Coast Guard Closes Two Stretches of Mississippi as River Nears Record Low Levels
With the Mississippi River nearing 13-year lows in some areas, the Coast Guard has closed two stretches after at least five lines of towed barges have run aground this week in the waterway's shallower depths.
Both 2-mile stretches affected by -- near Ste. Genevieve and St. Louis' Jefferson Barracks bridge -- were to remain closed to all vessels until surveys Thursday assessed the river's navigability, the Coast Guard said.
The closures came a day after the Coast Guard asked barge operators to limit operations on 185 miles of the Mississippi from St. Louis south to Cairo, Ill. That area includes the two stretches closed after four lines of barges ran aground Wednesday, in one case involving eight barges that briefly broke free from a 20-barge tow near Ste. Genevieve.
In a fifth case, one of three barges being towed ran aground Tuesday near Hartford, Ill., outside the area affected by Tuesday's safety advisory.
No injuries or pollution problems were reported after any of the groundings.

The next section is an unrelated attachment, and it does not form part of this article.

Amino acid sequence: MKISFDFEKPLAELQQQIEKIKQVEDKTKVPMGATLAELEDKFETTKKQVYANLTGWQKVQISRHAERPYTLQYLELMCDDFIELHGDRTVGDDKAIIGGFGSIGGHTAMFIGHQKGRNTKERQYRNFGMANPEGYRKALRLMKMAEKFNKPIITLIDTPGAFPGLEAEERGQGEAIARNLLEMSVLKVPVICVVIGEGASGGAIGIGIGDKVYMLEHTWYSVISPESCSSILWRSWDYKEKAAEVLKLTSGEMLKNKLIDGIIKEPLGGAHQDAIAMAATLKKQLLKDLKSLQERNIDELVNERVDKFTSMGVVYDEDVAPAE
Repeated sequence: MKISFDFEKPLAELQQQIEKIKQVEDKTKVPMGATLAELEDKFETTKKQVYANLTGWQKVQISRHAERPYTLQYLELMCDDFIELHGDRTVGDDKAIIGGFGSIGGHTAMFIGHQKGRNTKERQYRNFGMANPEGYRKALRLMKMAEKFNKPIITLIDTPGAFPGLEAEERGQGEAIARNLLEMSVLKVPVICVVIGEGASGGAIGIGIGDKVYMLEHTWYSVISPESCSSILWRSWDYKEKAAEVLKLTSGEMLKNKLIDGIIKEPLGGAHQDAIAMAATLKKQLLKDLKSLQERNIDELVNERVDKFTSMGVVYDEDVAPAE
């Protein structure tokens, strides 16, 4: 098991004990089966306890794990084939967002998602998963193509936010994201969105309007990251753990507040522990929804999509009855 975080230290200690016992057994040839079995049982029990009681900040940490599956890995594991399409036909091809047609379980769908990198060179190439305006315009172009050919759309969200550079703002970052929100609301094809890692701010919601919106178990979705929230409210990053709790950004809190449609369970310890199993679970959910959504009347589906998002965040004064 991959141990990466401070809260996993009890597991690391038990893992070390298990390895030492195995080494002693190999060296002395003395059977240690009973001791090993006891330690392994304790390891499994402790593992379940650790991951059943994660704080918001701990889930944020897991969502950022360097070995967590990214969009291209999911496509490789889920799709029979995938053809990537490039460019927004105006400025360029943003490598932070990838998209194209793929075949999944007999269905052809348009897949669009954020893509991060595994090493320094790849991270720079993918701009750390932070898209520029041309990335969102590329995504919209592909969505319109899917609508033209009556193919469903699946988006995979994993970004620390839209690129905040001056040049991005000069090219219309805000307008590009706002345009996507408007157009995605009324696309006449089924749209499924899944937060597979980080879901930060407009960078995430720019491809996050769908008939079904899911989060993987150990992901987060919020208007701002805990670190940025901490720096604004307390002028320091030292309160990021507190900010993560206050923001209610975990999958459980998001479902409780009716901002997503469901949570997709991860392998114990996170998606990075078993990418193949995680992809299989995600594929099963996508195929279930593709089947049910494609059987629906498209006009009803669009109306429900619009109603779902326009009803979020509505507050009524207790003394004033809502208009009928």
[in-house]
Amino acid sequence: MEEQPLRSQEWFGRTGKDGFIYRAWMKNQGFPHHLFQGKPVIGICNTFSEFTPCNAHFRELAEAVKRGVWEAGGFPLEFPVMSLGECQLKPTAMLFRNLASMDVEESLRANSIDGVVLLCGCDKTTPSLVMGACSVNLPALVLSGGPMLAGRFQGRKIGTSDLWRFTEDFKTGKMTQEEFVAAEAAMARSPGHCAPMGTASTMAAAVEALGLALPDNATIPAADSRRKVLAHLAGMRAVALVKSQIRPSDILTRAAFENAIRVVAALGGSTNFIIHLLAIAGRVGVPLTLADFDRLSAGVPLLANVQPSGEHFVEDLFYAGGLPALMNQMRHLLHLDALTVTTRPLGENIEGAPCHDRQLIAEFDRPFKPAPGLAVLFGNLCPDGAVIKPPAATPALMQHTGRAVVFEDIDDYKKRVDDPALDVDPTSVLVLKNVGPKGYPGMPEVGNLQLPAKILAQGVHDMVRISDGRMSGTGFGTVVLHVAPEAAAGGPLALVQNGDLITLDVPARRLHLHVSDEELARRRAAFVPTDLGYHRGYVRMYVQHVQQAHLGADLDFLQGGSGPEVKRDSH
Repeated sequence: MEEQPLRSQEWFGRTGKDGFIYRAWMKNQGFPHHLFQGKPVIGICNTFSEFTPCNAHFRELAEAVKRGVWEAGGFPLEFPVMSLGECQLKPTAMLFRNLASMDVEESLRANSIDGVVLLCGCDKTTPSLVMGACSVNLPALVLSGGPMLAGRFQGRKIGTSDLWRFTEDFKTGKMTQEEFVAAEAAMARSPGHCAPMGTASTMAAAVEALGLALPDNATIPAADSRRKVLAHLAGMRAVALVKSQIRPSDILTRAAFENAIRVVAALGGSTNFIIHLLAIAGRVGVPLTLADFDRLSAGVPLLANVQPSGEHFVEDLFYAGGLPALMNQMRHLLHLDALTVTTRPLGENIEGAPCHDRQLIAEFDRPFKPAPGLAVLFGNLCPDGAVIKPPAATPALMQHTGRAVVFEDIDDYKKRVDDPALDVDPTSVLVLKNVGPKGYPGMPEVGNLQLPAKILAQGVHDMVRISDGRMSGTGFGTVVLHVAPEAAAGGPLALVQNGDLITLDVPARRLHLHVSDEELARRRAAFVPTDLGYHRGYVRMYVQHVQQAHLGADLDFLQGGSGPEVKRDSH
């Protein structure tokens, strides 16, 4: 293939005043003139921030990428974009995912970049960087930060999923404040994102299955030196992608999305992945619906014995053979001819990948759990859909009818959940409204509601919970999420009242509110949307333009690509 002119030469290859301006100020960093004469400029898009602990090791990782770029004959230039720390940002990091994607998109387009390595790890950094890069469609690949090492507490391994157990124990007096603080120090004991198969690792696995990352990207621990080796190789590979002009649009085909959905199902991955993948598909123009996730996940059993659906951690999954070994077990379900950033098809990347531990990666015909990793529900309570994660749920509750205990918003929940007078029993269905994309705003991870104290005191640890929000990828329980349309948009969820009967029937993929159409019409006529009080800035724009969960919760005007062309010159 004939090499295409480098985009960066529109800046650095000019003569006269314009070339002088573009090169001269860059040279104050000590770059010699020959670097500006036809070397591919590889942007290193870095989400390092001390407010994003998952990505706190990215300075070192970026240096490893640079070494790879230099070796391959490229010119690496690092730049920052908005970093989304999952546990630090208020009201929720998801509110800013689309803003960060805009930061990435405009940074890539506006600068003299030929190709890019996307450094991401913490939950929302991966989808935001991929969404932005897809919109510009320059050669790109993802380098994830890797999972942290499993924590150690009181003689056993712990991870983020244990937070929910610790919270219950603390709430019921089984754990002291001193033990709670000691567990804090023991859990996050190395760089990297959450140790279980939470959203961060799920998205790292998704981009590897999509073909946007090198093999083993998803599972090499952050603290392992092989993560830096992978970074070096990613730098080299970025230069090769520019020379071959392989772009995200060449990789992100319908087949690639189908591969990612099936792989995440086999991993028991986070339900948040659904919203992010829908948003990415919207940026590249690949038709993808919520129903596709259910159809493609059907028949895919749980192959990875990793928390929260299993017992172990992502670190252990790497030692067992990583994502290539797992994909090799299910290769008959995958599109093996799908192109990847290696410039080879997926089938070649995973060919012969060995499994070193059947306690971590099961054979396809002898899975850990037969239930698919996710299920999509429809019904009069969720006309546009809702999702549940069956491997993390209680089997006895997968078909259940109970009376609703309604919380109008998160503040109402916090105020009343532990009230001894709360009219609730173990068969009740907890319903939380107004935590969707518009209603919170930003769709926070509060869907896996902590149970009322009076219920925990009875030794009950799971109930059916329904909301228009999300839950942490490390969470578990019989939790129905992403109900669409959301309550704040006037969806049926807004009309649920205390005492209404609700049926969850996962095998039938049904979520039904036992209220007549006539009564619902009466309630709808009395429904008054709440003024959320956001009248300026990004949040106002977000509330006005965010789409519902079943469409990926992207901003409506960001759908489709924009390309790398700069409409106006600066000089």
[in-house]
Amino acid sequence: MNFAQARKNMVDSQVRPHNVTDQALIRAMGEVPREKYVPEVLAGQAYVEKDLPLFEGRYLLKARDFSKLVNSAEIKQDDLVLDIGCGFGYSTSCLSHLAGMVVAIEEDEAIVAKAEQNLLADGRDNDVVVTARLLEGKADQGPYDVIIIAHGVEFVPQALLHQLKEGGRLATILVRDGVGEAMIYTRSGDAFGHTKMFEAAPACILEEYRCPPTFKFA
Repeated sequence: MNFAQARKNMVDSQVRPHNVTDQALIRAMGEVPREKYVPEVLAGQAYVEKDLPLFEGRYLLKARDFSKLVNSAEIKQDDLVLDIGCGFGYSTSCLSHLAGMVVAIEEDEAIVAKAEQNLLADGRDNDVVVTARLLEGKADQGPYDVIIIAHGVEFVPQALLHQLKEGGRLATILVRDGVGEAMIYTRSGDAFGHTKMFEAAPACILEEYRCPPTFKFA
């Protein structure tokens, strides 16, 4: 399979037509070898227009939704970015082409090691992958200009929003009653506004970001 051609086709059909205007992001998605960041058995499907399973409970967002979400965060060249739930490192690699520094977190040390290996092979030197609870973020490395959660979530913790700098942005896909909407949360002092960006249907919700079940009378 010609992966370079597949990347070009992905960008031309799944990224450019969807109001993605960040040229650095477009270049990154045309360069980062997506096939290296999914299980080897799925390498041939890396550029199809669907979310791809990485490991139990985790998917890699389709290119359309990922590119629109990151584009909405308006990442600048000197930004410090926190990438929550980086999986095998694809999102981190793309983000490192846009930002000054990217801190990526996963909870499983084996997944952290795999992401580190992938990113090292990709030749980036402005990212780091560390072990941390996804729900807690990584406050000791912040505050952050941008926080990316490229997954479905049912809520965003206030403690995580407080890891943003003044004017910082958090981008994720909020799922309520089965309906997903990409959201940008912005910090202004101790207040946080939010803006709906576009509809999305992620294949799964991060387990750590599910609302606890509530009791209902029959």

A dry fall and below-normal temperatures in the upper river basin have left the Mississippi at near-historic low levels near St. Louis, the Army Corps of Engineers said.
On Wednesday, the river was 4.4 feet below the preferred low-water mark of 12.5 feet, closing in on the minus 5.1 feet reading of Dec. 26, 1989. The shallowest depth recorded was minus 6.1 feet Jan. 16, 1940.
Drought also is causing the corps to limit navigation on the Missouri River. Alarmed by low storage levels in the Missouri's reservoir system, the corps plans to reduce the navigation season by five days in November, with a final determination to be made in March.
The corps says the Missouri is down about 2 feet from normal in both directions from Omaha, Neb.
Traffic has also been hindered on the Illinois River, where a 12-barge tow ran aground near Florence, Ill.